Thursday, October 11, 2012

Jaw-dropping head turner: Wyler Titanium Carbon Fibre Chrono

Keen students of horology know that the enemy 'number one' of all mechanical watches is corrosion. The second deadly enemy is shock to finely engineered mechanism. Both are fatal and often cause irreversible damage to a watch, regardless of maker or price.
Here is a vignette about a man and a project which attempted to provide a solution to both problems.
Paul Wyler was a Swiss watchmaker born in 1896. At the age of 27, Wyler tackled one of the most challenging problems of his time: shock resistance of wrist watch movements. He was the inventor of Incaflex, a device designed to protect the balance wheel. The device was legendary at that time.
In 1937 Wyler created a stir amongst watchmakers with his water-resistant watch that was not fitted with the conventional soft gaskets. The mineral glass was pressed in between the edge of the case and a pressed or screwed bezel, the gap between the winding shaft and the watch case was sealed hydraulically by fitting the winding shaft and bushing together, in the same material, to 1/500 mm.
In 1956 Wyler became world famous: he dropped 3 of his watches from the top of Eiffel Tower in Paris to demonstrate the shock resistance of his watches. The story goes that while all 3 watch cases were destroyed, the watch mechanism survived intact, continuing to keep correct time !
Ironically, despite the innovative design, practical improvements offered to watch owners and the large number of Wyler's watches manufactured and sold, the brand suffered the same fate as many other Swiss watch brands of the 1960s era: Wyler went out of business quietly.
In 2006 a group of Swiss watchmakers in Geneva, Switzerland, decided to resurrect both the Incaflex and the Wyler brand. The new modern Wyler appeared at the Basel watch show in limited production of only 3999 units in gold and titanium.
This was a very brave and ambitious project. The new Wyler was not just a head-turner, but a technically advanced concept featuring some rarely-seen solutions. The most prominent one was a case design where movement was suspended on 4 shock absorbers. A tourbillon version appeared the following year. A $300,000 baguette diamond-shaped piece premiered in 2008.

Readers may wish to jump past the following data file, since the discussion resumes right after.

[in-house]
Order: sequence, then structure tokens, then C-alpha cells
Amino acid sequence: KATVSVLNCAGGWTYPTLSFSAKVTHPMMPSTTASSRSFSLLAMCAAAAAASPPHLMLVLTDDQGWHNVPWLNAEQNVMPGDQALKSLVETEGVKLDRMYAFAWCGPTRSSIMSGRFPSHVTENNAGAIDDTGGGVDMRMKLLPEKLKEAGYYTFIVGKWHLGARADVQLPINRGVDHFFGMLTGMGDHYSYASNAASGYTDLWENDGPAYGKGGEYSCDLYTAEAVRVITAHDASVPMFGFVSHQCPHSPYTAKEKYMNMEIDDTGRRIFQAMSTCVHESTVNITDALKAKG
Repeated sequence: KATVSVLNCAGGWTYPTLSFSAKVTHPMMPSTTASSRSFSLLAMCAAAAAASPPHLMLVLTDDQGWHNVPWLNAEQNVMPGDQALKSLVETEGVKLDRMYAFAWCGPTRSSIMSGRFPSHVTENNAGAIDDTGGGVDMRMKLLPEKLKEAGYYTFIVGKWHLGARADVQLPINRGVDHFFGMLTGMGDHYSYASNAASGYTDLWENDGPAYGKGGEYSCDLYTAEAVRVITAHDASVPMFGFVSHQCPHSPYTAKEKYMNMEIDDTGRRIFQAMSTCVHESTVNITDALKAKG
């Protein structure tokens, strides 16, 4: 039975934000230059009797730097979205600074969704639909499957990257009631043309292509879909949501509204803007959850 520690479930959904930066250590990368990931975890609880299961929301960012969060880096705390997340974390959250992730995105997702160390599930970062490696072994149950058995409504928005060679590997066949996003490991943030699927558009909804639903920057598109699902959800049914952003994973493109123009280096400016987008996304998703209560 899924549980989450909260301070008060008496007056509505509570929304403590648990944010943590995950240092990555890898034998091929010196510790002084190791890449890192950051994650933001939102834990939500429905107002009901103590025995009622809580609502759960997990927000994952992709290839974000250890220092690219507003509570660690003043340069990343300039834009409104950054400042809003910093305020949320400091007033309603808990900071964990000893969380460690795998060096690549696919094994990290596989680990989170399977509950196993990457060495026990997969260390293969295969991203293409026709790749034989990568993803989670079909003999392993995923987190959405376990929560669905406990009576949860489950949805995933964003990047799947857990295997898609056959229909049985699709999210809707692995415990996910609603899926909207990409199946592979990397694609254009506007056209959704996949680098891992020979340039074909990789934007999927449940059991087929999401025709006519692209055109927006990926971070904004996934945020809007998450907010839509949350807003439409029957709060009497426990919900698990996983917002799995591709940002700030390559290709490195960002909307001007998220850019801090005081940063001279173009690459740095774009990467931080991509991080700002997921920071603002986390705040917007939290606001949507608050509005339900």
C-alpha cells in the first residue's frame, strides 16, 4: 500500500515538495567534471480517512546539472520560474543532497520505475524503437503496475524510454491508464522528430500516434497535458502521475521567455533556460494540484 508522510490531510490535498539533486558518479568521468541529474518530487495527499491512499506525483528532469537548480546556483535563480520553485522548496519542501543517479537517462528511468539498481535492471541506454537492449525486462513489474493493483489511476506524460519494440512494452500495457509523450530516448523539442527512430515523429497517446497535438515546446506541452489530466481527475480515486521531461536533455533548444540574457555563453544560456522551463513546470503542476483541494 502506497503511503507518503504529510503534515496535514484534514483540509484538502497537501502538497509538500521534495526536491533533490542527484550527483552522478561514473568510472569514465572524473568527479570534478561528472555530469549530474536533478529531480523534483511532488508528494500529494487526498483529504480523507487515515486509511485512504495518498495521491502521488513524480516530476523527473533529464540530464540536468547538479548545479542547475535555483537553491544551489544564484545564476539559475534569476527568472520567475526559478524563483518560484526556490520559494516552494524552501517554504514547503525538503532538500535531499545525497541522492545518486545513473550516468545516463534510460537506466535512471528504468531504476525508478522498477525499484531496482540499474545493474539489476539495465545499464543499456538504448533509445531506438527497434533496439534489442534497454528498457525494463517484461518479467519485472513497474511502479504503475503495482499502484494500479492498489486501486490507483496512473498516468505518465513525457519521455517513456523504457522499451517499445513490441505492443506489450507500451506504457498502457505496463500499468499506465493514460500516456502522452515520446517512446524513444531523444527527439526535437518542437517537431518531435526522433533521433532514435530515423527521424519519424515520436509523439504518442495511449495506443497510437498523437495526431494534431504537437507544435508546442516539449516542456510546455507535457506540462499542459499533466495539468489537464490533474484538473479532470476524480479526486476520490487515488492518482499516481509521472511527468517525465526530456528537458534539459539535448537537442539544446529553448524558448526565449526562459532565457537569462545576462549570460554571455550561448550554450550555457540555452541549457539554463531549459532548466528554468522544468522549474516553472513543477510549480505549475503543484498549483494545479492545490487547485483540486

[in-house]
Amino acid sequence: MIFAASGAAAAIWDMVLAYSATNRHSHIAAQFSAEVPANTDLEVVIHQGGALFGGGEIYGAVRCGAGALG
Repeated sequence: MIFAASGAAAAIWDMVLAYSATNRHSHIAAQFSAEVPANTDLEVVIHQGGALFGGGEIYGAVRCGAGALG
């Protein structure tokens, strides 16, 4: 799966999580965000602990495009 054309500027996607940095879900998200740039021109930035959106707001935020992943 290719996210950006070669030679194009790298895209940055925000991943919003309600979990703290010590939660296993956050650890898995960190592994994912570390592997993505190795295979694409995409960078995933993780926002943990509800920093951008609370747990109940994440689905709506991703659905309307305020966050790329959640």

Reconstruction of what happened soon after is based more on speculation than facts.
Exactly why Wyler went out of business will remain a mystery. The 2008 global financial crisis was surely one of the factors. Another obvious reason was the exuberant recommended retail price. A $12,000 price tag for an unknown brand name base model was a huge gamble. While the Wyler was uber-cool, it was still an ETA-based time piece. One can imagine that most pieces were sold for significantly less than the asking price. Making a profit on a prototype is impossible, regardless of the industry.
Sadly for the brand owners (and even more so for the investors) the last examples of unsold Wyler timepieces were auctioned by Swiss auctioneer in 2011. Judging by the post-auction results, most bidders had no idea what they were bidding on. Same was the fate of machinery, brand name itself, designs, tools and spare parts - the Wyler project was buried for the second time.
Despite the crash landing, to this day, Wyler remains an uber-cool watch. Mint examples still do appear on the pre-owned market. It is important to remember that Wyler is one of the most copied concept-watches in recent horological history. Clearly, there is a huge demand for a watch which does not look like just another Swiss-made timepiece. Serious watch collectors are constantly looking for a watch 'with a twist' and this beauty is surely a conversation piece with story to tell.
The only remaining question is this one: what is the watch worth today?
In my books, $3,500- $4,000 for NOS example base model and few hundred dollars more for a chronograph is a very fair price. I doubt that even Wyler dealers and stockists paid any less than that 5 years ago. (More likely wholesale price was around $5,000). The stock list still available online and provides a fantastic insight into the brand's marketing policy:
Would I wear Wyler? Probably not - but I am neither a cool 30-something nor a watch collector. Otherwise - yes, of course!

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